SAMHS ready for Ebola in SANDF African mission areas


Due to the nature and areas of South African military deployment, the SA Military Health Service (SAMHS) maintains a contingent capability to manage the outbreak of serious communicable diseases such as Ebola.

This capability includes negative pressure transport isolators and the only negative pressure room isolator in South Africa. This, a spokesman for the fourth arm of service of the SA National Defence Force (SANDF) said, is ready for deployment to a hospital with a serious risk patient.
“This sealed unit is pitched inside a hospital ward to create a negative pressure isolation room in which a critical patient can be managed. This unique unit protects any person outside the unit by filtering all air from the unit through special filters and ultra violet light that kills all micro-organisms. It is equipped with hand wash facilities in the unit as well as the ability to administer oxygen and intensive care procedures.
“The unit and all its ancillary equipment is kept ready in Pretoria and can be moved by military aircraft to any hospital where it may be needed,” he said.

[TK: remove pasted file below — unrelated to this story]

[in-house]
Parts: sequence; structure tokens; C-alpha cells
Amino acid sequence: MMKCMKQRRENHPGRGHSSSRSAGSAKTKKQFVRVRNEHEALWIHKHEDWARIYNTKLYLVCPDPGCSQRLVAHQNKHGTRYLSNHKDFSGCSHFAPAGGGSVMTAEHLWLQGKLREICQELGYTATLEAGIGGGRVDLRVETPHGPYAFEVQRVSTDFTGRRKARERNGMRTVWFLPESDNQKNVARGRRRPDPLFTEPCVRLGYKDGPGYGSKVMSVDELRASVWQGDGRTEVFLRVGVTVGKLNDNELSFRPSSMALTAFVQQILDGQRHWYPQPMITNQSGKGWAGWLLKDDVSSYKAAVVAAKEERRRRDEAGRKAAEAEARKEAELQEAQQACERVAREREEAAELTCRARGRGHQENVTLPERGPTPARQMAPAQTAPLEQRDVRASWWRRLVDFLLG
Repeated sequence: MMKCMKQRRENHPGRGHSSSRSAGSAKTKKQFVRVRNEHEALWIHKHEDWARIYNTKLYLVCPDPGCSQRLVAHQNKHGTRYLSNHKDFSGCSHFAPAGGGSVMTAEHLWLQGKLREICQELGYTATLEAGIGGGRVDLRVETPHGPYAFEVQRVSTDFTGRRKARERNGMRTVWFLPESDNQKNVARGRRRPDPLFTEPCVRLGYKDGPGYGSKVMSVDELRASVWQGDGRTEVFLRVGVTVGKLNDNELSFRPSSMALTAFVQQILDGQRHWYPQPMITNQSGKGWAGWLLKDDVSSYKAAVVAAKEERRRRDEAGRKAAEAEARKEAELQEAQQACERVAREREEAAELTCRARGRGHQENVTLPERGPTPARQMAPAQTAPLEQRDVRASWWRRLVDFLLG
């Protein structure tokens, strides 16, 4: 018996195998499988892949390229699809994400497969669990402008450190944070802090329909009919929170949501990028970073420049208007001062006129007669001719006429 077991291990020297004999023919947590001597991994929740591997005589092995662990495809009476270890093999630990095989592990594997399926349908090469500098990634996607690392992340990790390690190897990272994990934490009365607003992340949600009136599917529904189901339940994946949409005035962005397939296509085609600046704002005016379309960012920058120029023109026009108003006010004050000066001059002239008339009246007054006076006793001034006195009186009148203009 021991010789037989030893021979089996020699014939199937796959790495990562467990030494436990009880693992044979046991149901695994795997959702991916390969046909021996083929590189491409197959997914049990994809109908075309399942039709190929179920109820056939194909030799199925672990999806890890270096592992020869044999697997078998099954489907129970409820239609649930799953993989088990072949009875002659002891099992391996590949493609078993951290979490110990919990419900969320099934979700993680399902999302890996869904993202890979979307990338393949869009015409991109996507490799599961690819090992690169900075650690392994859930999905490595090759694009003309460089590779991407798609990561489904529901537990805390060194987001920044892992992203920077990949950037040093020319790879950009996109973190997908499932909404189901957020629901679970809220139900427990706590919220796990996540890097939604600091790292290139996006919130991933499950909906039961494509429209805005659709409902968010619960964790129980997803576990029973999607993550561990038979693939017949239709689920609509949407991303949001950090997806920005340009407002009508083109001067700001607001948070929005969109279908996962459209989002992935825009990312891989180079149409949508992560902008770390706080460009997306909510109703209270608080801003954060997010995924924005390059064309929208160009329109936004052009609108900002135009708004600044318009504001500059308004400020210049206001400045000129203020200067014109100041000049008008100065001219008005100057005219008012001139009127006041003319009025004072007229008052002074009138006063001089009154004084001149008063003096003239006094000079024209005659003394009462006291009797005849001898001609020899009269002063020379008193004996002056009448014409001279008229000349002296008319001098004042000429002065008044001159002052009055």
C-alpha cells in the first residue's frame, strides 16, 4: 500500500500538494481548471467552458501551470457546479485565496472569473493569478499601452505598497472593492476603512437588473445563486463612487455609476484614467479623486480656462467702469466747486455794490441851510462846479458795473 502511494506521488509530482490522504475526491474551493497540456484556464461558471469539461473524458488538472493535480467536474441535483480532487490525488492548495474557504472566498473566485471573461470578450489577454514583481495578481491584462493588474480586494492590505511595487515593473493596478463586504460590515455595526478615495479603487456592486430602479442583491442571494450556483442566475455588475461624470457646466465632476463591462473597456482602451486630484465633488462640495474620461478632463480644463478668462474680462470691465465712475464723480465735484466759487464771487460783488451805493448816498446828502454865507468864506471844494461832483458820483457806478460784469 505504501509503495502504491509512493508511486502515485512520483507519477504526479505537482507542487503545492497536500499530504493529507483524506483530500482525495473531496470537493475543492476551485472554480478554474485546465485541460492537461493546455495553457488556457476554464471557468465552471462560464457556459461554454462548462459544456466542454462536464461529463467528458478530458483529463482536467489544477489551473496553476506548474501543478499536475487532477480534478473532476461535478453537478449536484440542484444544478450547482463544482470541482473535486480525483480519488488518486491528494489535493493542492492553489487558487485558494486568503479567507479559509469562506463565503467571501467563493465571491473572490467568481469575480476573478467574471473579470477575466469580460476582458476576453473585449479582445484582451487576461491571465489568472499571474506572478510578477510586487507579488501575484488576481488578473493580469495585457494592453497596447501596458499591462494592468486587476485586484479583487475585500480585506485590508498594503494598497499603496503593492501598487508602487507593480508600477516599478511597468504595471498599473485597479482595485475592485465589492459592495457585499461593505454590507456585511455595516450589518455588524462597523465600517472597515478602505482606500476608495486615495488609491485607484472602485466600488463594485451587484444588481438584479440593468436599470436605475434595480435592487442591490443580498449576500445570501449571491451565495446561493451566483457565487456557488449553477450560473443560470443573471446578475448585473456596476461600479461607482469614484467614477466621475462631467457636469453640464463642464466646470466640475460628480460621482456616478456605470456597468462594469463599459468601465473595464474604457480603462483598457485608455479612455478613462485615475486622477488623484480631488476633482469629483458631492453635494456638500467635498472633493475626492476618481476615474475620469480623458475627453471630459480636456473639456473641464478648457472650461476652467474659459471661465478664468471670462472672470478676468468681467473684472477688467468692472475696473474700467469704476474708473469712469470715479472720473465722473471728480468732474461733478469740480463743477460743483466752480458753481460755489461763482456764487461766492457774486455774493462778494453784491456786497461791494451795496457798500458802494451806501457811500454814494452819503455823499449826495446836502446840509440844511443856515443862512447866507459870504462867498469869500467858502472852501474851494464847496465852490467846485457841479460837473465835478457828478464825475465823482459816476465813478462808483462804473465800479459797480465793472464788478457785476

The negative pressure transport isolators are available for use immediately.

They are capsules that enable evacuation of a patient with, for example Ebola, from SANDF deployments in Africa to a hospital for isolation. These sealed capsules prevent exposure to any body fluids such as blood and all the air from the capsule is filtered to protect healthcare workers who accompany the patient. The capsule maintains a negative pressure at all times. In the unlikely event it is damaged it sucks in air and prevents the escape of micro-organisms.

These capsules, like the negative pressure room isolator, can be transported in military aircraft to any destination to collect a patient.

SAHMS healthcare workers are protected against possibly contaminated body fluids from patients by layered protective clothing which is incinerated when exiting an isolation area. Personnel are fully decontaminated each and every time they enter and exit isolation areas.
“SAHMS has presented specialised courses in high security bio-safety isolation for the past five years and has a core of trained staff to manage the isolation of a patient in military hospitals should it be required.
“A fully trained specialist aero-medical evacuation team is currently on stand-by should it be required to evacuate a patient from any of the mission areas the SANDF is deployed in continentally.
“If contamination of an incoming aircraft occurs due to an undiagnosed patient with a spillage of body fluids, a specialised SAMHS team is equipped to clean and decontaminate the aircraft,” he said adding, the country’s military health service was also ready to assist the Department of Health if and when needed with evacuation.